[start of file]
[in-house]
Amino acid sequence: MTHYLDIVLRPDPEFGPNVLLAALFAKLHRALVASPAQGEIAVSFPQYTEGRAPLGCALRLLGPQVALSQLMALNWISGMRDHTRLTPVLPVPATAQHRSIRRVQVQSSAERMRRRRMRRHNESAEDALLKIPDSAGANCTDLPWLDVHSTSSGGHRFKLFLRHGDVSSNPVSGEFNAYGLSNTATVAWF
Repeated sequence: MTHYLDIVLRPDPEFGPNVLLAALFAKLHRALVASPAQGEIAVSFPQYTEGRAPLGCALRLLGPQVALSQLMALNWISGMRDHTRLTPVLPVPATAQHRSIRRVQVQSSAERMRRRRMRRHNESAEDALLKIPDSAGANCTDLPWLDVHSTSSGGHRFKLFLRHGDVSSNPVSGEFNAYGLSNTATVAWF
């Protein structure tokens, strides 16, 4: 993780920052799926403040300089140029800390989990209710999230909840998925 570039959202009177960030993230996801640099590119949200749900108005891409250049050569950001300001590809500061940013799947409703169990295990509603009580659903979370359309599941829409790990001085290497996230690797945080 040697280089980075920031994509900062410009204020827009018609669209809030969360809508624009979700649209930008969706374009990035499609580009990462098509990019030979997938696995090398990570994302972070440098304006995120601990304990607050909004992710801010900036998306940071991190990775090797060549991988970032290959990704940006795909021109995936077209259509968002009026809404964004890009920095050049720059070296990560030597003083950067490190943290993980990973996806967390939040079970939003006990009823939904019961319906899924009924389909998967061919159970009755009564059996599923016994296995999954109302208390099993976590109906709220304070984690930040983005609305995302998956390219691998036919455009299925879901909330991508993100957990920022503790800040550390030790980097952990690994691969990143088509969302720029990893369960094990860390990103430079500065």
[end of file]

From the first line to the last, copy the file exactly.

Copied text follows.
[in-house]
Amino acid sequence: MTHYLDIVLRPDPEFGPNVLLAALFAKLHRALVASPAQGEIAVSFPQYTEGRAPLGCALRLLGPQVALSQLMALNWISGMRDHTRLTPVLPVPATAQHRSIRRVQVQSSAERMRRRRMRRHNESAEDALLKIPDSAGANCTDLPWLDVHSTSSGGHRFKLFLRHGDVSSNPVSGEFNAYGLSNTATVAWF
Repeated sequence: MTHYLDIVLRPDPEFGPNVLLAALFAKLHRALVASPAQGEIAVSFPQYTEGRAPLGCALRLLGPQVALSQLMALNWISGMRDHTRLTPVLPVPATAQHRSIRRVQVQSSAERMRRRRMRRHNESAEDALLKIPDSAGANCTDLPWLDVHSTSSGGHRFKLFLRHGDVSSNPVSGEFNAYGLSNTATVAWF
């Protein structure tokens, strides 16, 4: 993780920052799926403040300089140029800390989990209710999230909840998925 570039959202009177960030993230996801640099590119949200749900108005891409250049050569950001300001590809500061940013799947409703169990295990509603009580659903979370359309599941829409790990001085290497996230690797945080 040697280089980075920031994509900062410009204020827009018609669209809030969360809508624009979700649209930008969706374009990035499609580009990462098509990019030979997938696995090398990570994302972070440098304006995120601990304990607050909004992710801010900036998306940071991190990775090797060549991988970032290959990704940006795909021109995936077209259509968002009026809404964004890009920095050049720059070296990560030597003083950067490190943290993980990973996806967390939040079970939003006990009823939904019961319906899924009924389909998967061919159970009755009564059996599923016994296995999954109302208390099993976590109906709220304070984690930040983005609305995302998956390219691998036919455009299925879901909330991508993100957990920022503790800040550390030790980097952990690994691969990143088509969302720029990893369960094990860390990103430079500065």